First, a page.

While studying theory, the situations can be dealt with linearly. But real time situations can be far more complex, like a ping pong ball, which way it will bounce is difficult to predict..:). The real time skill of a HR professional comes into play with the developed ability to find sense in chaos and lead the way in the right direction. ITC invested in me by giving me exposure into various HR domains, be it talent acquisition, campus program management, SAP transition or factory HR. I got excellent mentors who invested in my learning and pushed me to do better. During this time, I realized the power of on the job learning as the most effective means to hone your skills in order to deal with complex situations and how this ability sets successful HR professionals apart from the crowd.
Q.6 Nomura has been your longest stint so far. Tell us about your favorite project over there and what were your top learnings from it?
My stint at Nomura taught me a great deal on top-notch global HR systems and processes, which becomes the backbone of organizational culture and performance. Being part of a highly matrix-ed organization, I learnt the nuances of managing global stakeholders and business alignment to deliver on business strategic goals. At Nomura, while I managed the core HR processes like performance management, talent management, rewards, employee engagement etc., I also got opportunities to drive critical interventions on capability building and organization productivity with business. During this process, my biggest learnings have been how to train your mind to think long term to manage the implications/desired output and how the success or failure of any project lies in the grit with which it is executed!
Q.7 What do you do now at Philips?
I am in the role of early career recruitment, campus engagement and branding. It is an extremely exciting space to be in. Mostly because I work with young talent and this pipeline is a very rich and important source which sets the basis for any talent strategy. I am a peoples’ person and this role gives me ample opportunity to get infused with the vibrant energy of the millennial generation!
Q.8 How useful is the knowledge of psychology to the practice of management?
Usefulness of studying Psychology has been manifold. I studied Psychology (Hons) from Delhi University in my under graduation. For me psychology led to the foundation of developing the understanding of our ecosystem through human behavior in a scientific manner. One of the subjects that I thoroughly enjoyed was organizational behavior which deep dived into understanding human behavior in an organizational context – this was a direct linkage between nuances of practicing management in an organizational set up. I would like to believe that a combination of psychology with management equipped me to become preemptive and foresighted in various situations – personal or professional, hence enabling better decision making and better preparedness to handle them.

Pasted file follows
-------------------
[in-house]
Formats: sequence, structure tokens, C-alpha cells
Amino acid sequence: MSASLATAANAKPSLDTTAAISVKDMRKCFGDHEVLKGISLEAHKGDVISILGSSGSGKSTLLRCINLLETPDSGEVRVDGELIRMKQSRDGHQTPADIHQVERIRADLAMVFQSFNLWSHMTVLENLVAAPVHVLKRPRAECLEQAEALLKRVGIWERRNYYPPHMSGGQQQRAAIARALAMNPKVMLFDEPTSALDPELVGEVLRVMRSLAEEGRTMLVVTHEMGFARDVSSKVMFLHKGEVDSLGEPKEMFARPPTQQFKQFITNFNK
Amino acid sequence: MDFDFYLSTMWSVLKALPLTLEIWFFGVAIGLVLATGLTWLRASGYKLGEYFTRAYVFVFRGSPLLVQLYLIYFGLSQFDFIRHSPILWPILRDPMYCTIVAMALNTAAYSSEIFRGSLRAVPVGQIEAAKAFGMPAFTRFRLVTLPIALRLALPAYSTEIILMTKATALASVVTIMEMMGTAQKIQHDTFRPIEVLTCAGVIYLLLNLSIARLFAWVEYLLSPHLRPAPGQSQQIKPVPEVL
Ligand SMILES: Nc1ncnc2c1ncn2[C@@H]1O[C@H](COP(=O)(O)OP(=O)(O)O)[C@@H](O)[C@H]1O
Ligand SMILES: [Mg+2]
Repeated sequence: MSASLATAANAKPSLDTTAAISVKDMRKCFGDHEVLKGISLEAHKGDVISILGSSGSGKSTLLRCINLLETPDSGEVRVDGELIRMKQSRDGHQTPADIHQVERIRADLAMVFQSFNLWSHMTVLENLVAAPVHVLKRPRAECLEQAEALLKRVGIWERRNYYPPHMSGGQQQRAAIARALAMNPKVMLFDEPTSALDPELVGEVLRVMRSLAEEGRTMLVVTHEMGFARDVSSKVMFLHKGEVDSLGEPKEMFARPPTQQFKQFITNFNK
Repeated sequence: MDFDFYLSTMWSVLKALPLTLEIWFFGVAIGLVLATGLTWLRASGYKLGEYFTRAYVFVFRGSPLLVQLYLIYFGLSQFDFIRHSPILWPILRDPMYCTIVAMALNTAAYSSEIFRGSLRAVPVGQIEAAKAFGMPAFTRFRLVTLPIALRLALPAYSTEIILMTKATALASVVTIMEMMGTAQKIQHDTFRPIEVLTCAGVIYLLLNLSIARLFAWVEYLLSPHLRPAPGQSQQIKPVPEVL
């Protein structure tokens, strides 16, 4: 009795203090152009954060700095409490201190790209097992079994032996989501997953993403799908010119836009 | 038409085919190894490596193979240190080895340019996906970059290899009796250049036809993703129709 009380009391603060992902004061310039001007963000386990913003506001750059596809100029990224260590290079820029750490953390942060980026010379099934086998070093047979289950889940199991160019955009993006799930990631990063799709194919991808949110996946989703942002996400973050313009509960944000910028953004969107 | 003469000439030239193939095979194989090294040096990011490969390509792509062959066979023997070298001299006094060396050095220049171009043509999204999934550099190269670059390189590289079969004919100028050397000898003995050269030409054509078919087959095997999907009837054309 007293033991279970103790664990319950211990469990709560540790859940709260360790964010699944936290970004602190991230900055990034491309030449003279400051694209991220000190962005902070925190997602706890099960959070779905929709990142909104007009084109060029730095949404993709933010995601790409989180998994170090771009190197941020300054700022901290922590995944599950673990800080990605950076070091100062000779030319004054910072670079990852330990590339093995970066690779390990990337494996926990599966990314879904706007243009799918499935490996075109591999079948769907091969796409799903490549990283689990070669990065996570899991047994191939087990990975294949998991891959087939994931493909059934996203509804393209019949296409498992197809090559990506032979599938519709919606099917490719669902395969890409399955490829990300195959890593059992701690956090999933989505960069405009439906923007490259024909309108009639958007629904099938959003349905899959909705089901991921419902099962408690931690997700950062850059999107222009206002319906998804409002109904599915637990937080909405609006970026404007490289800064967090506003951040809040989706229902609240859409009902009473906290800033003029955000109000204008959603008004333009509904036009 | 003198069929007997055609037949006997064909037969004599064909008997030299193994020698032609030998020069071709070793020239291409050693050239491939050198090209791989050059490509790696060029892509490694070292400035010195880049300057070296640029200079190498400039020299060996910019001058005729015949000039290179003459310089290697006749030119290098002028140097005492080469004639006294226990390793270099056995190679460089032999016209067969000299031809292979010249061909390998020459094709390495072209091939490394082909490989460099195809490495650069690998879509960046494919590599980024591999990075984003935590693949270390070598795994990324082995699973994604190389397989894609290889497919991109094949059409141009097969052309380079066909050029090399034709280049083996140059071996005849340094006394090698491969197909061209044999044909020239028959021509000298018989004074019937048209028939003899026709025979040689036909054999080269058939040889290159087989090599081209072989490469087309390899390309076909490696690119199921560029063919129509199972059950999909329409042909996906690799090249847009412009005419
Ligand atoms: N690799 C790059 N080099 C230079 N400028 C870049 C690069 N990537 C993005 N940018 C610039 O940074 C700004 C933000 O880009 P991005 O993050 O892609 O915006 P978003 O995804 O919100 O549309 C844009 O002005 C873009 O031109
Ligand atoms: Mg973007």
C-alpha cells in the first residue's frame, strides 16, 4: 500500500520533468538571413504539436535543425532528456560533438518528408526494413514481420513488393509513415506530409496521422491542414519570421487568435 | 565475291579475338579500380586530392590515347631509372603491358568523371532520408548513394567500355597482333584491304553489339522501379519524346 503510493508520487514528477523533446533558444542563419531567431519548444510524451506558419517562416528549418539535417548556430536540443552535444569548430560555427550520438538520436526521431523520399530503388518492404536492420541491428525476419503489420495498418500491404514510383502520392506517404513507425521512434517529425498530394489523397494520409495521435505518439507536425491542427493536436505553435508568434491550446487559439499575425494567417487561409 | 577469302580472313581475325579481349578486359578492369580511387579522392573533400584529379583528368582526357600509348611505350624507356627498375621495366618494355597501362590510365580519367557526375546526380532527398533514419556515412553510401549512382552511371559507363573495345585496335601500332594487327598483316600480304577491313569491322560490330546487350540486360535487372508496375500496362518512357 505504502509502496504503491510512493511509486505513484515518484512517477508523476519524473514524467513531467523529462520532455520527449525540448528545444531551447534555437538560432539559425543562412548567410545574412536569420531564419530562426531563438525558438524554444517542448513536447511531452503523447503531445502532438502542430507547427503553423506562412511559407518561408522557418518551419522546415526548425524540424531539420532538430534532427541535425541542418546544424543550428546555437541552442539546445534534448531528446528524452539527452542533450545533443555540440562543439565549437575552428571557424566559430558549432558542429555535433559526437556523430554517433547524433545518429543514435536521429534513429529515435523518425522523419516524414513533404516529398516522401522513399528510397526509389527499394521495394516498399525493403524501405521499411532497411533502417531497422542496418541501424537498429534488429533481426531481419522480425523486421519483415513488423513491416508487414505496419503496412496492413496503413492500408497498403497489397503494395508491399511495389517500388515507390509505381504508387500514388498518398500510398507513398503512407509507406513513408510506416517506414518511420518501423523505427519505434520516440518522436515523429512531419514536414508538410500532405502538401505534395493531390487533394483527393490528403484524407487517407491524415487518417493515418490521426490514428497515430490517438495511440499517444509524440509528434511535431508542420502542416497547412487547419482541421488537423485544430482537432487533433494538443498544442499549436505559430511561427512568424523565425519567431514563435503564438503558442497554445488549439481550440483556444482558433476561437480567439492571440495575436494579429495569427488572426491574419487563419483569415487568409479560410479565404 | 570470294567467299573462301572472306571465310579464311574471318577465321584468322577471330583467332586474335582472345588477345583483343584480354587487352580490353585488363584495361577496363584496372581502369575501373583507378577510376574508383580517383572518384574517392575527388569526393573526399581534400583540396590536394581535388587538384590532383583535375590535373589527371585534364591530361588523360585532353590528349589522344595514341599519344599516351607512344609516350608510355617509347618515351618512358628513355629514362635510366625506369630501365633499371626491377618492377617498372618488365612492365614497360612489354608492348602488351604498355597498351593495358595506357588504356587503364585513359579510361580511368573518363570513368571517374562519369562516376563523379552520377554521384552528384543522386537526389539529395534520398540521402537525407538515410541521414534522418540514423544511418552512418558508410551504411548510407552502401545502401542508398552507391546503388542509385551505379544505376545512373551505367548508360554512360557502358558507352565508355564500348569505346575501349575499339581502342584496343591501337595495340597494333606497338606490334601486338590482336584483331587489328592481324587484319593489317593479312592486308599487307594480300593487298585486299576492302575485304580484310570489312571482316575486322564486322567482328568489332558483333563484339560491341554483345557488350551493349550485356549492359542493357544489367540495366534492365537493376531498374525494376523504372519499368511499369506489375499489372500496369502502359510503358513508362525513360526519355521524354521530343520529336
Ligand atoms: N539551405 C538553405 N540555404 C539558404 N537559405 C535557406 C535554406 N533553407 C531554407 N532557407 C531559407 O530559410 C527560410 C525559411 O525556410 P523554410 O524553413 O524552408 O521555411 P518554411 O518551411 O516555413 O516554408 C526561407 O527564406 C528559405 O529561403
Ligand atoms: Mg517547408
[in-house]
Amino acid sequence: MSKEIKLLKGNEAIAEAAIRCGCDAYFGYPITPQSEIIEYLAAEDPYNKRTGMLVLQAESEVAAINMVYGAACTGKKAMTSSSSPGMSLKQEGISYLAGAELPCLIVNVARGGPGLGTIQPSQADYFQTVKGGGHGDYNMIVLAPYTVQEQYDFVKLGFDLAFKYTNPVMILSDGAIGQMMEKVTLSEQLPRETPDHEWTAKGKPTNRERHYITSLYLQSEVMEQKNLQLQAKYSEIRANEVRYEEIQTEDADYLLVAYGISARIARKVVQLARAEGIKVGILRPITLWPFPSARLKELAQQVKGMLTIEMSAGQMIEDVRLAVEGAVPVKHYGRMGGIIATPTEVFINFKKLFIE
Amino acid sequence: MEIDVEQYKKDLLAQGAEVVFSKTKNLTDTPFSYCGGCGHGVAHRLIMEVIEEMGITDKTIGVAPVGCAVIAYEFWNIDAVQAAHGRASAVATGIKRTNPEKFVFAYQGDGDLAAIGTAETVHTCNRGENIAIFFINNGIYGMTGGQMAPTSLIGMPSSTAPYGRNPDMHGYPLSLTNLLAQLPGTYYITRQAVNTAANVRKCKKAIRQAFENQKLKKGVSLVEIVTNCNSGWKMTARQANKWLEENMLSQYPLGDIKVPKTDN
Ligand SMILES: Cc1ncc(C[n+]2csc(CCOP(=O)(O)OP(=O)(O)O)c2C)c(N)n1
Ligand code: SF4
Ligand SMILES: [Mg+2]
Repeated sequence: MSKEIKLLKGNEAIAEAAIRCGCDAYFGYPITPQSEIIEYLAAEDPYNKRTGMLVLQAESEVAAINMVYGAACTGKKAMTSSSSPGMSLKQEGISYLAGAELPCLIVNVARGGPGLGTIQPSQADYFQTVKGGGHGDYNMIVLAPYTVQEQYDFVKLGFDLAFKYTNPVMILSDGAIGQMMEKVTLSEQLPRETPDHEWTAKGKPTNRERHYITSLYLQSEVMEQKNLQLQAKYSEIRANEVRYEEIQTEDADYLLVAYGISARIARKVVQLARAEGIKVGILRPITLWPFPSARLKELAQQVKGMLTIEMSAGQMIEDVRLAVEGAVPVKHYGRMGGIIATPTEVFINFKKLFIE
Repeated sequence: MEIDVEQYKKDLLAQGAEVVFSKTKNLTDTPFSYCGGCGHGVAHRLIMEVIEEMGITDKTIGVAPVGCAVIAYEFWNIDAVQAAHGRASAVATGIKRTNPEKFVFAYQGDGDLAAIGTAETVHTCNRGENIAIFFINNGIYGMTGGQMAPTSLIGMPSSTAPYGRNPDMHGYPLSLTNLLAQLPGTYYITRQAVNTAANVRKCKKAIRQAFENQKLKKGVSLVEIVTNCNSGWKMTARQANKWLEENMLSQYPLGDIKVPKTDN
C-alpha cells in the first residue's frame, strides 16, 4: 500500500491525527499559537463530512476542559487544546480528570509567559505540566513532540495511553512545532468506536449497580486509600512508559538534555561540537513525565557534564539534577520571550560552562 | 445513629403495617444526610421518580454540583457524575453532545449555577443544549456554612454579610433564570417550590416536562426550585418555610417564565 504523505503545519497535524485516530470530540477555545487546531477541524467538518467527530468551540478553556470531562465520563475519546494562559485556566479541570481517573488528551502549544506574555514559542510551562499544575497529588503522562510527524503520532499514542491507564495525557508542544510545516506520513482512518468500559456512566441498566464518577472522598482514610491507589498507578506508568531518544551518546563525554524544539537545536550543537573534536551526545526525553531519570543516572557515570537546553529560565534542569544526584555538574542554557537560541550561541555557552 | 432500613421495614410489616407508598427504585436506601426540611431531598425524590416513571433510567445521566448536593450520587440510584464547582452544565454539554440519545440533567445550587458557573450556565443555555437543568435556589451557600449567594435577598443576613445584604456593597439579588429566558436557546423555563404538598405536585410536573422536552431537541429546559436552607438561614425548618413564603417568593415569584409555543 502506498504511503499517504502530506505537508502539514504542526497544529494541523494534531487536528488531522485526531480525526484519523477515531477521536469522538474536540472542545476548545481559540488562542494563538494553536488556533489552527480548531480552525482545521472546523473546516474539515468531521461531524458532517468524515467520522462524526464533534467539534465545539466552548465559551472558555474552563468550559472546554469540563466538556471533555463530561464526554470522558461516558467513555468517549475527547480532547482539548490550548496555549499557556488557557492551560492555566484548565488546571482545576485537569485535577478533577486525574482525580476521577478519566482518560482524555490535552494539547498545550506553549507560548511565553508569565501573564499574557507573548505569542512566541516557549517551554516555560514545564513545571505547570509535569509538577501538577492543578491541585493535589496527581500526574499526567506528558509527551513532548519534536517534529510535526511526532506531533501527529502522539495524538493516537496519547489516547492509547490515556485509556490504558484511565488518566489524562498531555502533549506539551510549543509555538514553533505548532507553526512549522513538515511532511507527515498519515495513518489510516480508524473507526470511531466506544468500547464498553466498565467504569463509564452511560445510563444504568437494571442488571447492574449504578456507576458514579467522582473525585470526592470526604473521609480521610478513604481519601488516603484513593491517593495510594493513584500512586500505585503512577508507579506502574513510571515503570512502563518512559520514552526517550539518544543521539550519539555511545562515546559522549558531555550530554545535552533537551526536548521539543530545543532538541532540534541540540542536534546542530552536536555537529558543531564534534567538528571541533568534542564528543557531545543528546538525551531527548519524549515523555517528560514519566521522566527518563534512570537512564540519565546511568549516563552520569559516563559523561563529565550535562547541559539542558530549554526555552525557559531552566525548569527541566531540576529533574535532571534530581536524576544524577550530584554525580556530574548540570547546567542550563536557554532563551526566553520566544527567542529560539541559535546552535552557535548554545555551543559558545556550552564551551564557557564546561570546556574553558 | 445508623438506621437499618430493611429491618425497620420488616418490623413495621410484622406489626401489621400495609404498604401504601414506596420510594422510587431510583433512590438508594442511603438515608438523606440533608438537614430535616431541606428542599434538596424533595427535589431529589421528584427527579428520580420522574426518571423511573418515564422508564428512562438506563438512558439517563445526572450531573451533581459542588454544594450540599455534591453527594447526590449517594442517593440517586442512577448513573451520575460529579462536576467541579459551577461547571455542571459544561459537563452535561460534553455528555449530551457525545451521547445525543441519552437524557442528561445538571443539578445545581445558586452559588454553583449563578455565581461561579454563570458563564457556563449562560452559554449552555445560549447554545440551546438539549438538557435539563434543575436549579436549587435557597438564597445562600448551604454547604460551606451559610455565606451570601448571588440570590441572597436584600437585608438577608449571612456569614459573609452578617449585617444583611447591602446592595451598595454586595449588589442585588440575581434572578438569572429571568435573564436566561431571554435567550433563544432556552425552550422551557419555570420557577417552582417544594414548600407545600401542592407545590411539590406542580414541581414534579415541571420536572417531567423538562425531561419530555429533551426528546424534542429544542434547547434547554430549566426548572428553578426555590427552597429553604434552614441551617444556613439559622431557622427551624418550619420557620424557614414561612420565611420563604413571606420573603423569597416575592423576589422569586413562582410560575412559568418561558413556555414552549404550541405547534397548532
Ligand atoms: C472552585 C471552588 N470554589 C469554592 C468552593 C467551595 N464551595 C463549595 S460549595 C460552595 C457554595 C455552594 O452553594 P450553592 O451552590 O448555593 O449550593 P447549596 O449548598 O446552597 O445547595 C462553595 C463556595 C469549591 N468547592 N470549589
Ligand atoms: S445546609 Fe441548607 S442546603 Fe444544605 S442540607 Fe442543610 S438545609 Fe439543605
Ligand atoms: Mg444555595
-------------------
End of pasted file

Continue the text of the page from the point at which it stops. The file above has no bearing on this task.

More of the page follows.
Q.9 What has been the impact of COVID on HR as a profession?
I think COVID has created many unprecedented conditions around the world. The business environment is no different. The situation has pushed us to be more agile, quick on our feet, for business continuity. Having said that, I think since we have been dealing with this situation for some time now, and there may be lingering side effects for a considerable period, organizations are moving towards a more responsive approach from an Initial reactive approach. We can see it in how business models are undergoing mid to long term changes.
This pandemic has accentuated the indispensability of people resources in organizations. People agenda has taken the front seat in critical business discussions. In my view, HR as a fraternity is largely anchored at the business partnering space for most organizations. But now, it has catapulted to a business driver position in many aspects. Be it creating value through a new, imagined workspace, leveraging technology to build people capabilities, employee well being and engagement or envisaging apt talent strategy to deliver business goals in this new defined environment.
Q.10 What is going to be the impact of data in the area of hiring?
In the space of talent acquisition, data becomes very critical to optimize processes. Data is also important to give quality insights into trends and bottlenecks. Such data points help in creating better value for business. A data driven hiring process leads to:
- Removal of biases – helps in standardizing the process
- Better quality and fitment of hires
- Improved time to the hire cycle
- Improved cost per hire
- Enhanced candidate experience
- Better forecasting
Given that now virtual is going to be the way for us going forward, data will be the guiding light which will help in more informed decision making. This is even truer in the absence of physical face to face meetings while hiring for sure.